Magazine article Musical Times

Resounding Tinkles

Magazine article Musical Times

Resounding Tinkles

Article excerpt

Resounding tinkles Thomas Adès:full of noises Conversations with Tom Service Faber & Faber (London, 2012); ix, i88pp; £16.99. isbn 978 o 571 27897 8.

THE MOST VIVID IMPRESSION left by this text might well be that of a topsy-turvy musical world in which Berlioz and Liszt outrank Verdi and Wagner, and Walton's Façade is to be preferred to Britten's Peter Grimes. Some Woody Allen-style banter isn't excluded either: 'being alive is a difficult situation. But it's preferable to the alternative'. There is an air of post-prandial, senior-common-room phrasemaking which gives such very personal thoughts a robustly provocative context, and sometimes veers into the simply silly: 'key signatures have been against the law there [in Germany] since the war because they make the Germans feel guilty for some reason'. But such barbs are only a small part of a carefully-projected, though at times enigmatic, discourse on the nature and history of music.

Adès has some mainstream 20th-century enthusiasms - Debussy, Stravinsky, Janácek, Nancarrow, Ligeti and Gerald Barry, among others. And even though it's always possible to identify things not talked about which one would like to have seen covered - Adès's views on his education and the state of contemporary British music, apart from Barry, for example - it makes sense if one reason the book takes the form it does is the belief that preserving, even intensifying a certain degree of mystery about what really matters is no bad thing. Since one of the composer's highlighted stances is that what he calls 'irrationally functional harmony' - as in Berlioz and Janácek - is to be admired, the reader can imagine that approaching the border regions between things rational and things irrational is going to be a special challenge. But if 'writing music is like trying to draw the face in the fire', it should always be difficult to talk or write about music without getting one's fingers burnt.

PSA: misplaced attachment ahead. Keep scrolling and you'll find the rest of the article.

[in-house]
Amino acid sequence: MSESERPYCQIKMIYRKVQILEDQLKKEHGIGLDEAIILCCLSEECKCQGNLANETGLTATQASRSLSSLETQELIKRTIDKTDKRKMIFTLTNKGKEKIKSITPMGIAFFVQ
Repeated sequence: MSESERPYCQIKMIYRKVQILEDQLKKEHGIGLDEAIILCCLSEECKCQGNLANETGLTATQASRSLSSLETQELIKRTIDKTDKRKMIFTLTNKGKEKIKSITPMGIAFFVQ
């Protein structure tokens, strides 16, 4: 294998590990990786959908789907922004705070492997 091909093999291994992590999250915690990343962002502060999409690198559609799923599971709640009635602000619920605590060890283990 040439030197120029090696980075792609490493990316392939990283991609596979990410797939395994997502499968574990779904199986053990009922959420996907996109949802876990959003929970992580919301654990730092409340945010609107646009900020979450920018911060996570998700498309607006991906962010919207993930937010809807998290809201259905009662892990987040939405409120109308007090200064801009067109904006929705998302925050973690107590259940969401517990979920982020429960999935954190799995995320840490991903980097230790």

Adès is certainly not shy of either/or assertions, especially when it comes to detecting the presence of what he calls 'animating musical life' in a composition, or 'gestures' with 'a real emotional life ', as in Kurtág, in contrast to a prevailing 'dryness and almost a conscious and deliberate lack of warmth' - how does he know it's deliberate? - in other music of our time. At an early stage Adès pushes at an open door in saying that he doesn't believe in 'the official distinction between tonal and atonal music': few have done, for quite a while. Much more significantly, he seeks to downplay the role of conscious decisionmaking in composition, speaking of 'the desire of the material', of what the material will or will not 'allow'. For example, the Dl» major ending of his opera The tempest 'was somewhat unexpected but it arrived with so much force that it was clearly the right thing. But I hadn't foreseen it.' (Also, on a later page, 'I don't know where it [Dt>] came from, really. It was there.') Adès seems content to slide into postmodern mysticism, or mystery, at such moments, as also when he declares, of Tevot and Polaris, 'the world is in A major. That's what I think. I think the earth revolves in A major, a low A.' Nevertheless, it is surely the case that foreseeing one compositional possibility is quite different from not foreseeing any possibilities at all. And accepting a possibility still requires recognising - identifying - that possibility in the first place. Sometimes, presumably, and especially when working at speed, the composer adopts the first solution to present itself because it feels like 'the right thing', and later finds no reason to change it. Other times, several possibilities might be (consciously) considered in turn: and even if, as in opera, 'there's no absolute way to make this completely absurd thing watchable', to assert that 'you just have to do it instinctively' still leaves open the possibility that 'instincts' will relate to other parts of the creative organism, establishing something less than an infinite range of options. …

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